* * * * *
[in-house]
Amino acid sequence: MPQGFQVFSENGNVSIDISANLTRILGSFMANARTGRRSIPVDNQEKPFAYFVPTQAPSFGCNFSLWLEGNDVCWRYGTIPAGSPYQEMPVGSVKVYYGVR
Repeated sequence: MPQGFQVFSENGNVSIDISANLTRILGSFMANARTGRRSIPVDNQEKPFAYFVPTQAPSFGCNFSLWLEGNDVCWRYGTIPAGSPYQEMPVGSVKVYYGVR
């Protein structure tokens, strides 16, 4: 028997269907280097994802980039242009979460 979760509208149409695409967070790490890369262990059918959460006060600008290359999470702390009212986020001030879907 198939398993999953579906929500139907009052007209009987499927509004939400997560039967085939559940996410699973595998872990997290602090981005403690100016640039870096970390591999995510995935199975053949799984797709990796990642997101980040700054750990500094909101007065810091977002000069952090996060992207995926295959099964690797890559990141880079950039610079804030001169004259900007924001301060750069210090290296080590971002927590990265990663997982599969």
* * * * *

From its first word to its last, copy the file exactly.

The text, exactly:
[in-house]
Amino acid sequence: MPQGFQVFSENGNVSIDISANLTRILGSFMANARTGRRSIPVDNQEKPFAYFVPTQAPSFGCNFSLWLEGNDVCWRYGTIPAGSPYQEMPVGSVKVYYGVR
Repeated sequence: MPQGFQVFSENGNVSIDISANLTRILGSFMANARTGRRSIPVDNQEKPFAYFVPTQAPSFGCNFSLWLEGNDVCWRYGTIPAGSPYQEMPVGSVKVYYGVR
């Protein structure tokens, strides 16, 4: 028997269907280097994802980039242009979460 979760509208149409695409967070790490890369262990059918959460006060600008290359999470702390009212986020001030879907 198939398993999953579906929500139907009052007209009987499927509004939400997560039967085939559940996410699973595998872990997290602090981005403690100016640039870096970390591999995510995935199975053949799984797709990796990642997101980040700054750990500094909101007065810091977002000069952090996060992207995926295959099964690797890559990141880079950039610079804030001169004259900007924001301060750069210090290296080590971002927590990265990663997982599969």